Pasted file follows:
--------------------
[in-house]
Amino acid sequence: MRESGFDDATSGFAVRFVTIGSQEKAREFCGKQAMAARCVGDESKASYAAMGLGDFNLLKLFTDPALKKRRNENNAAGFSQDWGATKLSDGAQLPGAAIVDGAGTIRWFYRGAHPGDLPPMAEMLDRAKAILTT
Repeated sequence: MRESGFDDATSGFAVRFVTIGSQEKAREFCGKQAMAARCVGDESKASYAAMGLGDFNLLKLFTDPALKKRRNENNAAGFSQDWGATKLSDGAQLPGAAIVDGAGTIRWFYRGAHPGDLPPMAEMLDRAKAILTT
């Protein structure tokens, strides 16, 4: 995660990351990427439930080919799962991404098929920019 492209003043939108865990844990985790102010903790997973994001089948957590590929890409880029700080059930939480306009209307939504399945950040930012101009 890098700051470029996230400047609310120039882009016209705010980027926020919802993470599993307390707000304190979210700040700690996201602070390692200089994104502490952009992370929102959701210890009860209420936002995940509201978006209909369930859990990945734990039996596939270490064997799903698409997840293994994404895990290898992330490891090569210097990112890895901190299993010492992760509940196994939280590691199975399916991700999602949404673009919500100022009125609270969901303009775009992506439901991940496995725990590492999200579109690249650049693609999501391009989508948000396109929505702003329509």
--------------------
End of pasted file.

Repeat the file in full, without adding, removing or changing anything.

[in-house]
Amino acid sequence: MRESGFDDATSGFAVRFVTIGSQEKAREFCGKQAMAARCVGDESKASYAAMGLGDFNLLKLFTDPALKKRRNENNAAGFSQDWGATKLSDGAQLPGAAIVDGAGTIRWFYRGAHPGDLPPMAEMLDRAKAILTT
Repeated sequence: MRESGFDDATSGFAVRFVTIGSQEKAREFCGKQAMAARCVGDESKASYAAMGLGDFNLLKLFTDPALKKRRNENNAAGFSQDWGATKLSDGAQLPGAAIVDGAGTIRWFYRGAHPGDLPPMAEMLDRAKAILTT
């Protein structure tokens, strides 16, 4: 995660990351990427439930080919799962991404098929920019 492209003043939108865990844990985790102010903790997973994001089948957590590929890409880029700080059930939480306009209307939504399945950040930012101009 890098700051470029996230400047609310120039882009016209705010980027926020919802993470599993307390707000304190979210700040700690996201602070390692200089994104502490952009992370929102959701210890009860209420936002995940509201978006209909369930859990990945734990039996596939270490064997799903698409997840293994994404895990290898992330490891090569210097990112890895901190299993010492992760509940196994939280590691199975399916991700999602949404673009919500100022009125609270969901303009775009992506439901991940496995725990590492999200579109690249650049693609999501391009989508948000396109929505702003329509």